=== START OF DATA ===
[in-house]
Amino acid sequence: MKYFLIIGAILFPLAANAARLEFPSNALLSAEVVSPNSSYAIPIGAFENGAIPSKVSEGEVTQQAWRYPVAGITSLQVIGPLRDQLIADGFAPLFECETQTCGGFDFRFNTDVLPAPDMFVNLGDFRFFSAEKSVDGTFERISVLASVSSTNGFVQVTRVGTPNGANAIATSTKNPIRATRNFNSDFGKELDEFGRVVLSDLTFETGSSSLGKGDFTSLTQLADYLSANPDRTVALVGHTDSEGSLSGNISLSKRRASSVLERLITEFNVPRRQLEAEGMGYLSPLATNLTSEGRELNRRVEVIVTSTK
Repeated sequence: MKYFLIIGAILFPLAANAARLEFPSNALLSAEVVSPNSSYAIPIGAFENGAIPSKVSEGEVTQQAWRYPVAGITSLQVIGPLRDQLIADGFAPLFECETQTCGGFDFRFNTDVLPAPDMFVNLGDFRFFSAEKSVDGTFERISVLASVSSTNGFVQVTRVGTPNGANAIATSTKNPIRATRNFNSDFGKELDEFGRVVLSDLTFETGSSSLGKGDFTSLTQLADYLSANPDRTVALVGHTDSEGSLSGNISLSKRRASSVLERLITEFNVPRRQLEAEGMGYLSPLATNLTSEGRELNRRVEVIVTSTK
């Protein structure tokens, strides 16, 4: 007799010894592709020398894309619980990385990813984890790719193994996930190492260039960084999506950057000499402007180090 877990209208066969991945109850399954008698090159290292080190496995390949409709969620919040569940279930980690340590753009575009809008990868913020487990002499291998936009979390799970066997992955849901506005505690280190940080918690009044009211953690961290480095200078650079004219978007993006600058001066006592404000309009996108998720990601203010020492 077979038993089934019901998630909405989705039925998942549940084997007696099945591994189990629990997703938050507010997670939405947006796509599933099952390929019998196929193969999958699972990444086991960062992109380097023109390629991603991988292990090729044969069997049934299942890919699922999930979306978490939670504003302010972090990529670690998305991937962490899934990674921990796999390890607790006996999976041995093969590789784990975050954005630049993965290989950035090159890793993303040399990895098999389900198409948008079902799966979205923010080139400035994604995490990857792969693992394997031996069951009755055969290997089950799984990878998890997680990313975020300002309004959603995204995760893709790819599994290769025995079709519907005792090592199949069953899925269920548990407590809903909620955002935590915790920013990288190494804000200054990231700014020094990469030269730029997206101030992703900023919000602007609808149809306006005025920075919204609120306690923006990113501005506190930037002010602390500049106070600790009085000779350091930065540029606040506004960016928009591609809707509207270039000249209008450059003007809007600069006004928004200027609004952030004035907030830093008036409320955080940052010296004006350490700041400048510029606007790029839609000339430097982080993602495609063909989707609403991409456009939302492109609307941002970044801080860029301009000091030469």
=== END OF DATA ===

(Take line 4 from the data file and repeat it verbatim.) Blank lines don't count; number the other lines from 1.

């Protein structure tokens, strides 16, 4: 007799010894592709020398894309619980990385990813984890790719193994996930190492260039960084999506950057000499402007180090 877990209208066969991945109850399954008698090159290292080190496995390949409709969620919040569940279930980690340590753009575009809008990868913020487990002499291998936009979390799970066997992955849901506005505690280190940080918690009044009211953690961290480095200078650079004219978007993006600058001066006592404000309009996108998720990601203010020492 077979038993089934019901998630909405989705039925998942549940084997007696099945591994189990629990997703938050507010997670939405947006796509599933099952390929019998196929193969999958699972990444086991960062992109380097023109390629991603991988292990090729044969069997049934299942890919699922999930979306978490939670504003302010972090990529670690998305991937962490899934990674921990796999390890607790006996999976041995093969590789784990975050954005630049993965290989950035090159890793993303040399990895098999389900198409948008079902799966979205923010080139400035994604995490990857792969693992394997031996069951009755055969290997089950799984990878998890997680990313975020300002309004959603995204995760893709790819599994290769025995079709519907005792090592199949069953899925269920548990407590809903909620955002935590915790920013990288190494804000200054990231700014020094990469030269730029997206101030992703900023919000602007609808149809306006005025920075919204609120306690923006990113501005506190930037002010602390500049106070600790009085000779350091930065540029606040506004960016928009591609809707509207270039000249209008450059003007809007600069006004928004200027609004952030004035907030830093008036409320955080940052010296004006350490700041400048510029606007790029839609000339430097982080993602495609063909989707609403991409456009939302492109609307941002970044801080860029301009000091030469």